Dabogoryaale, Oodweyne District, Togdheer, Somaliland, Somalia –
The Garhajis militia, also known as Ga’an Libaah rebel forces, has appeared in Dabogoryaale, a village located along the Somalia-Ethiopia border in Somaliland’s Togdheer region. Photos and videos emerged on social networks, showing the militiamen wayfaring the border town. Disturbingly, the rebels reportedly stole two vehicles belonging to the HALO Trust, a UK-based NGO providing life-saving services to the local population.
The reports indicate that the Ga’an Libaah rebels overpowered the customs office and police station of the Dabogoryaale village. They also disarmed local officers. The incident means the militia is now probably operating in a 100km stretch from Iskudar town to the Ethiopian border. The militia captured Iskudar at the end of July after heavy clashes with the Somaliland forces. Should the area of control expand this far, the Hargeisa government would face serious security trouble.
What some supporters of the Garhajis militia called a “strategic victory” might not be taken well by the Dabogoryaale locals. The militiamen took photos with two vehicles allegedly stolen from the HALO Trust, an international landmine-removing non-governmental organization (NGO). The NGO has been praised for its Border Project, which aims to “clear the border minefields once and for all” from the war-affected areas.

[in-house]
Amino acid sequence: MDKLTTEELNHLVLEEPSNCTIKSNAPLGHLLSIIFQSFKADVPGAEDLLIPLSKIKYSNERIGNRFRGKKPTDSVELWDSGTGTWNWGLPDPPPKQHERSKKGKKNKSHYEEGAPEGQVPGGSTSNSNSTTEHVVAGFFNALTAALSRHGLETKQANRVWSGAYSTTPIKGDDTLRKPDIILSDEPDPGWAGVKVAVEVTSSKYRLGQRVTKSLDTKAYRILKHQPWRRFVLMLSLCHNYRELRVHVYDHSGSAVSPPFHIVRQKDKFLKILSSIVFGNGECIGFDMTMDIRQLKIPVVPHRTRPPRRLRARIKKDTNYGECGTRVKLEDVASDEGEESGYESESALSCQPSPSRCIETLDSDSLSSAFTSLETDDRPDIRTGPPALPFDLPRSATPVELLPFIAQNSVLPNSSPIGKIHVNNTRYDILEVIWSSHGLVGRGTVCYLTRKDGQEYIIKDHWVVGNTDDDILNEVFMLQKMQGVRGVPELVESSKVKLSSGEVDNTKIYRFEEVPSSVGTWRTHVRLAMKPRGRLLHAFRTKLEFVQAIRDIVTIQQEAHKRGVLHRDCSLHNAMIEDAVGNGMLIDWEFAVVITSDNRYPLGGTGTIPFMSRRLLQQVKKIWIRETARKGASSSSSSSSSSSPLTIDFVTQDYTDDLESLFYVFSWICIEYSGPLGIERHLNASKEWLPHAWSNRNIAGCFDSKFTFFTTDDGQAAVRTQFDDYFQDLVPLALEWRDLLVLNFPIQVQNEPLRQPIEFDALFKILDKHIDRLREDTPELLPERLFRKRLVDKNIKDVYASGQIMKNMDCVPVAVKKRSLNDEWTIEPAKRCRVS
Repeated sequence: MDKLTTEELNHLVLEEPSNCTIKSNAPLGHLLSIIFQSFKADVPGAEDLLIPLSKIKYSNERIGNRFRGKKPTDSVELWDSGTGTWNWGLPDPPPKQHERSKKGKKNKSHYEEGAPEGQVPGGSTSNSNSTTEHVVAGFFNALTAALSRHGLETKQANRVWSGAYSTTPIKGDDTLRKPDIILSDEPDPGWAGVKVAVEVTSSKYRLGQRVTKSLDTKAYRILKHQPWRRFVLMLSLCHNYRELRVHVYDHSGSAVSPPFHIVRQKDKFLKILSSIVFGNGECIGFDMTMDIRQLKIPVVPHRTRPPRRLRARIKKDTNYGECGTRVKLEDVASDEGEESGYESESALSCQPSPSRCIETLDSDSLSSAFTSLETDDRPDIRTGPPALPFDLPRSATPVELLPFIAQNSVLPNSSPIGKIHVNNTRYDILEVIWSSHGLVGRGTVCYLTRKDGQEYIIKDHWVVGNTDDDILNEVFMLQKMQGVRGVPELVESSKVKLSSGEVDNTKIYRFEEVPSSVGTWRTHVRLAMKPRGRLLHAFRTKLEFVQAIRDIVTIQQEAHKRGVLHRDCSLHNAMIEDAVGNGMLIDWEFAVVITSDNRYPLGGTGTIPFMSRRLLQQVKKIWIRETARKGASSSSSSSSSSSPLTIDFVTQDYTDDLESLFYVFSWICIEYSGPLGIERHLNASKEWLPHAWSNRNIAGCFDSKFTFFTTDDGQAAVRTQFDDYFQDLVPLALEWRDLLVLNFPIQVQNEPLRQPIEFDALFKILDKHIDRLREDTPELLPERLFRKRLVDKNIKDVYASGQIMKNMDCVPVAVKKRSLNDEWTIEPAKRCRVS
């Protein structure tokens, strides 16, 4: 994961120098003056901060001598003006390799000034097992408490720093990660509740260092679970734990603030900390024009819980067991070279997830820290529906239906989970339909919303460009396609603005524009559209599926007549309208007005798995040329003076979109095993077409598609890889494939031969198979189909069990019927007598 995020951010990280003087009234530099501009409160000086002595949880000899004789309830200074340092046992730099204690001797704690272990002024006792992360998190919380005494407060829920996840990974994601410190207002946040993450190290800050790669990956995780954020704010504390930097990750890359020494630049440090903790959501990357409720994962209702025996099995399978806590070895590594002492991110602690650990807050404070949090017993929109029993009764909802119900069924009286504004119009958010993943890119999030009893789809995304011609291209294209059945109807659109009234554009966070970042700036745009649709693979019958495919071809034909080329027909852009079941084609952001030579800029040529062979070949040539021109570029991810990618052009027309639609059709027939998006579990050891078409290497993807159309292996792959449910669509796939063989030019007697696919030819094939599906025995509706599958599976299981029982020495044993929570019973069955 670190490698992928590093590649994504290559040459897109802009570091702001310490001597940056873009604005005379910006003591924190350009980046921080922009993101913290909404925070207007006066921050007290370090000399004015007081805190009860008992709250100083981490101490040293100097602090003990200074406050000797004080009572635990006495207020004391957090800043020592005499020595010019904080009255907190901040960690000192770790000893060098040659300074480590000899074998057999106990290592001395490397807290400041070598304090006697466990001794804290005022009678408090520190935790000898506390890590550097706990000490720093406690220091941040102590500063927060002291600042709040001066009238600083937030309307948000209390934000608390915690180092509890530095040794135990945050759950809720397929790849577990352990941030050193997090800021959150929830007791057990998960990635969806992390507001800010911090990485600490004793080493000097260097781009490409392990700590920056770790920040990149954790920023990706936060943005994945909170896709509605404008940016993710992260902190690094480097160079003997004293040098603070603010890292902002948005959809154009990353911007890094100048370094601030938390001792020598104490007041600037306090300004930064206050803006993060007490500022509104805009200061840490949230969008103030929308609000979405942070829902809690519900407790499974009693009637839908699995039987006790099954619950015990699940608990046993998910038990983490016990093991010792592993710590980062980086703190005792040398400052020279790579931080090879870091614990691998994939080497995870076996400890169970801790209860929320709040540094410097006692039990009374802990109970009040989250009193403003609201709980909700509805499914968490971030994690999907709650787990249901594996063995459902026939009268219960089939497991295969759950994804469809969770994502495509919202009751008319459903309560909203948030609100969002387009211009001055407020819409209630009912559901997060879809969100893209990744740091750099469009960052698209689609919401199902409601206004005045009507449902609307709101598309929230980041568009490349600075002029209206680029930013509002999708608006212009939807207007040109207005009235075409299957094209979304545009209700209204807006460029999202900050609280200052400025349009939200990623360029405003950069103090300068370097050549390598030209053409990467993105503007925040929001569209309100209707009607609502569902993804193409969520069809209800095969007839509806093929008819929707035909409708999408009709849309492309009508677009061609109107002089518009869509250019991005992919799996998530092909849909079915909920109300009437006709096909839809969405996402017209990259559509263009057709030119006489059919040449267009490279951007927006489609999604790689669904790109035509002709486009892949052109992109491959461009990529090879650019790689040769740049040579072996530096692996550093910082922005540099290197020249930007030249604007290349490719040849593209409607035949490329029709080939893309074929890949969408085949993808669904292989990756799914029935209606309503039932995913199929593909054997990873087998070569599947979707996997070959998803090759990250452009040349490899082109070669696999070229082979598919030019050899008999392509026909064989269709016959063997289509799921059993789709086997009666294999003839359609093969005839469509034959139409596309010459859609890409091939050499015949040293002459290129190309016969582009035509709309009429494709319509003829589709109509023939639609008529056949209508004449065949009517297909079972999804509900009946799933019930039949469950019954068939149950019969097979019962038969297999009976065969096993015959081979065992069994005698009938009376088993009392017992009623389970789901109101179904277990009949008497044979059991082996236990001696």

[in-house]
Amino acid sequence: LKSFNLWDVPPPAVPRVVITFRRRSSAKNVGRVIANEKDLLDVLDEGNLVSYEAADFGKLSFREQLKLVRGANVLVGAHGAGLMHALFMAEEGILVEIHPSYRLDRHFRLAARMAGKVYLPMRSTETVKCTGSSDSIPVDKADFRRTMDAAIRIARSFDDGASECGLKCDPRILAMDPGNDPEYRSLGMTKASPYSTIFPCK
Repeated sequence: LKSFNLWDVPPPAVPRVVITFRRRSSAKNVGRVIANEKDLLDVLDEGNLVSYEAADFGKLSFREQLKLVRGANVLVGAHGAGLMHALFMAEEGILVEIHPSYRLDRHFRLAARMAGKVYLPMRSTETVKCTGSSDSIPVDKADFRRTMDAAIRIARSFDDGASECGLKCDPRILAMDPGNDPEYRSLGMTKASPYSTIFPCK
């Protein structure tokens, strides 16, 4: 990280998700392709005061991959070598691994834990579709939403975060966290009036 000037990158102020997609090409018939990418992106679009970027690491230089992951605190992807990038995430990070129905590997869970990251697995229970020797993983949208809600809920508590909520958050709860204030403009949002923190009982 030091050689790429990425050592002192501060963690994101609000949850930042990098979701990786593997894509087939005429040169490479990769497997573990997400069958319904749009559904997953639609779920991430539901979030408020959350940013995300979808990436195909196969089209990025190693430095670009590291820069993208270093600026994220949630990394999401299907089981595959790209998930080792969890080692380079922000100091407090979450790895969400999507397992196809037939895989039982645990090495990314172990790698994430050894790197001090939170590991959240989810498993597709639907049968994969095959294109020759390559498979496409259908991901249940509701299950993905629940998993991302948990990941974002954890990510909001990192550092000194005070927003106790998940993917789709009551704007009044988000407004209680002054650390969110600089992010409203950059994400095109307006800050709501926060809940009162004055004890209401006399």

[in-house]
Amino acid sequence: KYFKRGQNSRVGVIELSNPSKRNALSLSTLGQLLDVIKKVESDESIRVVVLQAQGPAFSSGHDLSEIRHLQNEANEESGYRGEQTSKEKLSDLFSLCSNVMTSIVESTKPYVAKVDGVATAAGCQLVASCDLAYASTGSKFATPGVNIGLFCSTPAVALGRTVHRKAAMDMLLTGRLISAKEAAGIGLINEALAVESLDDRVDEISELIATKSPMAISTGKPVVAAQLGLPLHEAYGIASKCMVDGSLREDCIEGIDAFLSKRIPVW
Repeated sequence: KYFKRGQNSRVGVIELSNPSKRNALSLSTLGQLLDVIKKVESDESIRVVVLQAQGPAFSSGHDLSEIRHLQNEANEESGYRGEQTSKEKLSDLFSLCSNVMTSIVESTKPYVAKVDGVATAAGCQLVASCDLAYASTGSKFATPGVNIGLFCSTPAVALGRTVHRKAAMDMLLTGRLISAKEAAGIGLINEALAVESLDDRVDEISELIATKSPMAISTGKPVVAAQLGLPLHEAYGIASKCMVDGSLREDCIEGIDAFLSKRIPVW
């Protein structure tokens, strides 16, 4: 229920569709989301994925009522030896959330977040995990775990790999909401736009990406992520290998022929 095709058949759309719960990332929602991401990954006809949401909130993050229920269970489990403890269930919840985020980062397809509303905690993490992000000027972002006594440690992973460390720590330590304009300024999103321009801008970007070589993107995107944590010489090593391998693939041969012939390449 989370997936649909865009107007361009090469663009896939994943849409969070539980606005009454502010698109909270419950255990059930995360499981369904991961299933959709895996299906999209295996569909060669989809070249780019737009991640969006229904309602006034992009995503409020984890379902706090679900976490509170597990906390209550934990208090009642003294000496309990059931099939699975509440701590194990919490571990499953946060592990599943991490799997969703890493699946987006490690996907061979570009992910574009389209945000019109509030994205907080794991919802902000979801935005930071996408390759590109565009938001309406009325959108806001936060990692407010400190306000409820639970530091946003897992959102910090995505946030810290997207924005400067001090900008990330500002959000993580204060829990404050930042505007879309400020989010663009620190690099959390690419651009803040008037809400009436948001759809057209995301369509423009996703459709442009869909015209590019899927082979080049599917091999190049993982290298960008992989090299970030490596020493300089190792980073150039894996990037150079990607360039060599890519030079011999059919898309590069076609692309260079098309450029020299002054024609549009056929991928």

Stealing vehicles from demining NGO
According to the HALO Trust’s website, the organization “has worked in Somaliland since 1999. The organization also has cleared minefields and battlefields across the capital, Hargeisa, and the surrounding area.” The danger, however, has remained in the borderlands, threatening the lives of the local pastoral and rural communities.
“Before HALO, there were landmines everywhere. People got blind and others lost limbs. Now that HALO is clearing the land of mines, the village is growing, and we can build new houses in safety,” Haybe, the Head of the Dabogoryaale village, said in 2020.
If one thing could cool down the excitement stemming from what some call a revolution against Somaliland’s President Muse Bihi Abdi, it would be looting the crucial equipment, in this case, vehicles, of NGOs providing life-saving services to the local population. The Garhajis rebel leaders should be aware of that.